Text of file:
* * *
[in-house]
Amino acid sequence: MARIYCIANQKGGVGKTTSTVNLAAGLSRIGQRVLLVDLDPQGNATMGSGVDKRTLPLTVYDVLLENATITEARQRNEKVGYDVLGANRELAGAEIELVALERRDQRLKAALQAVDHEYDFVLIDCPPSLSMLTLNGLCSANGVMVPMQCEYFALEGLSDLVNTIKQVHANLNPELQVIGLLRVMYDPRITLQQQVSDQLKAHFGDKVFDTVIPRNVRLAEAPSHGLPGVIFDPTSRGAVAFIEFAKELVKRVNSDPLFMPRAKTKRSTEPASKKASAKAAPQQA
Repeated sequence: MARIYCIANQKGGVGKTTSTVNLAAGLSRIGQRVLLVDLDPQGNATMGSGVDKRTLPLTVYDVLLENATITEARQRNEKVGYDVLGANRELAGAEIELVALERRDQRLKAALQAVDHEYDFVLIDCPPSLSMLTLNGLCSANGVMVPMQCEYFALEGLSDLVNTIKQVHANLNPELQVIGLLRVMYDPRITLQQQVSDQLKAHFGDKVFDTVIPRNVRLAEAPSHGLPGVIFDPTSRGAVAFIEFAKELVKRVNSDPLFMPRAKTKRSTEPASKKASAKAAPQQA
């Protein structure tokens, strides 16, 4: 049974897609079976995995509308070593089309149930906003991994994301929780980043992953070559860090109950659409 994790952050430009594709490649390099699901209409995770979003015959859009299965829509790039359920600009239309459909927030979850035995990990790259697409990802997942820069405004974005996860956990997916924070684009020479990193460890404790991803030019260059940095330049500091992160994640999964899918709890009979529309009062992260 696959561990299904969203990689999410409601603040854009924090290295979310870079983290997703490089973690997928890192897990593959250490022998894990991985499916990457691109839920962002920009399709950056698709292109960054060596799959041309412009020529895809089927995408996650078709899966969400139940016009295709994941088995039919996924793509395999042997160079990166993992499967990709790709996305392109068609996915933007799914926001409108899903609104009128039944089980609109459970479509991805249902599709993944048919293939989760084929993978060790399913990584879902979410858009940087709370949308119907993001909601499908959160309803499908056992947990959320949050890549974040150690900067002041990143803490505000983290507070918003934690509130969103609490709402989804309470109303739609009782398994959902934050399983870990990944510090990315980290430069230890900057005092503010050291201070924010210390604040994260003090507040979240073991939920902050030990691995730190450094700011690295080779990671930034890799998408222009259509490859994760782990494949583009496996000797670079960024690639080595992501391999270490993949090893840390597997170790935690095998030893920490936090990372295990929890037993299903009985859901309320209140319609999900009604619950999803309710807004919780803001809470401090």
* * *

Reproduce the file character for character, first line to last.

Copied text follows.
[in-house]
Amino acid sequence: MARIYCIANQKGGVGKTTSTVNLAAGLSRIGQRVLLVDLDPQGNATMGSGVDKRTLPLTVYDVLLENATITEARQRNEKVGYDVLGANRELAGAEIELVALERRDQRLKAALQAVDHEYDFVLIDCPPSLSMLTLNGLCSANGVMVPMQCEYFALEGLSDLVNTIKQVHANLNPELQVIGLLRVMYDPRITLQQQVSDQLKAHFGDKVFDTVIPRNVRLAEAPSHGLPGVIFDPTSRGAVAFIEFAKELVKRVNSDPLFMPRAKTKRSTEPASKKASAKAAPQQA
Repeated sequence: MARIYCIANQKGGVGKTTSTVNLAAGLSRIGQRVLLVDLDPQGNATMGSGVDKRTLPLTVYDVLLENATITEARQRNEKVGYDVLGANRELAGAEIELVALERRDQRLKAALQAVDHEYDFVLIDCPPSLSMLTLNGLCSANGVMVPMQCEYFALEGLSDLVNTIKQVHANLNPELQVIGLLRVMYDPRITLQQQVSDQLKAHFGDKVFDTVIPRNVRLAEAPSHGLPGVIFDPTSRGAVAFIEFAKELVKRVNSDPLFMPRAKTKRSTEPASKKASAKAAPQQA
């Protein structure tokens, strides 16, 4: 049974897609079976995995509308070593089309149930906003991994994301929780980043992953070559860090109950659409 994790952050430009594709490649390099699901209409995770979003015959859009299965829509790039359920600009239309459909927030979850035995990990790259697409990802997942820069405004974005996860956990997916924070684009020479990193460890404790991803030019260059940095330049500091992160994640999964899918709890009979529309009062992260 696959561990299904969203990689999410409601603040854009924090290295979310870079983290997703490089973690997928890192897990593959250490022998894990991985499916990457691109839920962002920009399709950056698709292109960054060596799959041309412009020529895809089927995408996650078709899966969400139940016009295709994941088995039919996924793509395999042997160079990166993992499967990709790709996305392109068609996915933007799914926001409108899903609104009128039944089980609109459970479509991805249902599709993944048919293939989760084929993978060790399913990584879902979410858009940087709370949308119907993001909601499908959160309803499908056992947990959320949050890549974040150690900067002041990143803490505000983290507070918003934690509130969103609490709402989804309470109303739609009782398994959902934050399983870990990944510090990315980290430069230890900057005092503010050291201070924010210390604040994260003090507040979240073991939920902050030990691995730190450094700011690295080779990671930034890799998408222009259509490859994760782990494949583009496996000797670079960024690639080595992501391999270490993949090893840390597997170790935690095998030893920490936090990372295990929890037993299903009985859901309320209140319609999900009604619950999803309710807004919780803001809470401090």